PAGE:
Since the pandemic, life has changed dramatically. So how do we emerge with empathy from the endless lockdowns? What will be the new norm, and what can you do to take control?
I recently read an article by Adam Grant around “languishing”. Published in the New York Times, it really resonated. I wasn’t burnt out. I wasn’t depressed. I just felt somewhat joyless and directionless due to the uncertainty and the changes forced upon me.
Languishing is a sense of stagnation and emptiness. It feels as if you’re muddling through your days, looking at your life through a foggy windshield. And it might be the dominant emotion of 2021.
The Emotional Long Haul
Many people are struggling with the emotional long-haul of the pandemic for different reasons. In my case, it’s the lack of choice with a new set of rules that dramatically restricted my options. I understand that they’re needed, and I want to take responsibility and do my part. Nevertheless, I feel like I’ve been languishing, and I need to know that I can – and will – bounce back.
Chatting to friends and colleagues, I’ve found that others miss certainty. To plan for that face-to-face encounter with family, friends, work colleagues or your special communities and know that event will happen gives us a greater sense of calm. In addition, many people have lost their social confidence because of hibernation and reduced day-to-day interactions.
The Impact of Screen Time
On top of all that, many of us now spend long stretches of time in online meetings. In a recent webinar, Misha Byrne, Partner at NeuroPower Group, highlighted that the prolonged time on zoom and other virtual platforms reduces the blood flow to the part of the brain that plays to our empathy. Spending all day without physically moving to the next meeting, grabbing a coffee and chatting to colleagues means we aren’t giving our brains a chance to rebalance the blood flow. And in the virtual world, if we can’t read our colleagues’ body language, we don’t really know what they are thinking and how engaged they are. It’s anxiety-provoking, and as a result, the body is in that learned fight or flight status. It’s draining!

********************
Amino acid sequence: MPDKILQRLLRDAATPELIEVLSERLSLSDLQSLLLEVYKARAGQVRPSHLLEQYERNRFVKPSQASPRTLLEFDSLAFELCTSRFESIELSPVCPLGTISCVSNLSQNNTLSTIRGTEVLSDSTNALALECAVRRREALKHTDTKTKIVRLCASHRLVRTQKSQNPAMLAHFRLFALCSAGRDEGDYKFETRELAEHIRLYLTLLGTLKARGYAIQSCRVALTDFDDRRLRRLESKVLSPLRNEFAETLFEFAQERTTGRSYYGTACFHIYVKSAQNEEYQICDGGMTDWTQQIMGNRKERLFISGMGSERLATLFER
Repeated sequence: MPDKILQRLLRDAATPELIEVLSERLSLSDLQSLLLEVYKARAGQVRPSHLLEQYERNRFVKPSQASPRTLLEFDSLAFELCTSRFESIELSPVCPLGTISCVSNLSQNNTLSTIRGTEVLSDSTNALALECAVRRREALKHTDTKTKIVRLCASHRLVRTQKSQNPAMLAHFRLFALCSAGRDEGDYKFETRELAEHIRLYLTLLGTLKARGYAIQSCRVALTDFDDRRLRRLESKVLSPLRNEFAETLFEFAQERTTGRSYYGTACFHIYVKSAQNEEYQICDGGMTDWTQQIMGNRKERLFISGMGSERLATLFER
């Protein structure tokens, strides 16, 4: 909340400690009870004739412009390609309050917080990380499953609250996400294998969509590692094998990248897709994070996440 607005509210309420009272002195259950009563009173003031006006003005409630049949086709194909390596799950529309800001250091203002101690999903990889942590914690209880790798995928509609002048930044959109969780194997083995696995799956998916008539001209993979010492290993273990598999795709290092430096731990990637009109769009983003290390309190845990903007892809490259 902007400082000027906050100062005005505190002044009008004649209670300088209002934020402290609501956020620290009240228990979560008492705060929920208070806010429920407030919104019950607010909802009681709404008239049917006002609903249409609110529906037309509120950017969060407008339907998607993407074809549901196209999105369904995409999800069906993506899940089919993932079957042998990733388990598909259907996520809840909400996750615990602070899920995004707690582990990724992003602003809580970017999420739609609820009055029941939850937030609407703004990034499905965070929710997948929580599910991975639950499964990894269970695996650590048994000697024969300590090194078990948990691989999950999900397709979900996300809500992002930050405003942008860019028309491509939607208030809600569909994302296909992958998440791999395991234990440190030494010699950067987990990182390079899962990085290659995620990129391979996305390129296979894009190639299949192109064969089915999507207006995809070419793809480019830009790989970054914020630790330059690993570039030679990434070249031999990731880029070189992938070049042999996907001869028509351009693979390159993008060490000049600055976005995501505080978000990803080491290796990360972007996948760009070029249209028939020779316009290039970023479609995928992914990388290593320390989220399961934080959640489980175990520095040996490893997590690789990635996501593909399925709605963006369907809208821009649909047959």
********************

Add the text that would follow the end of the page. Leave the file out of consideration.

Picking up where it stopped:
There is much psychological and neuroscientific research that goes far deeper than my raw interpretation. However, understanding that we have minimised our empathetic feelings, lost our sense of confidence and calmness and are trapped in a fight or flight mode helps me comprehend the lethargy that many of us are currently feeling.
Don’t beat yourself up if you are one of many who are feeling this way. Your only choice is to approach the next chapter with an open and empathetic mindset.
For all of us, there will be lessons learned from the challenges of the past 18 months. There will be those activities that we will embrace and those that we can’t wait to ditch. As a result, our future will likely be a hybrid of the past and present, forming our own “new normal”.
And for leaders, it’s now more important than ever to listen, connect and care about your people if you are to transition together and shape what success looks like in a brighter and different future.
Where do you start?
Have conversations to find out what people need most, right now, individually and collectively. Try asking specific questions to stimulate conversation that would likely not happen on its own.
Built around the 6 pillars of collaboration, the Leadership @ Work Conversation Cards are an easy to follow tool you can implement in the workplace to spark discussions.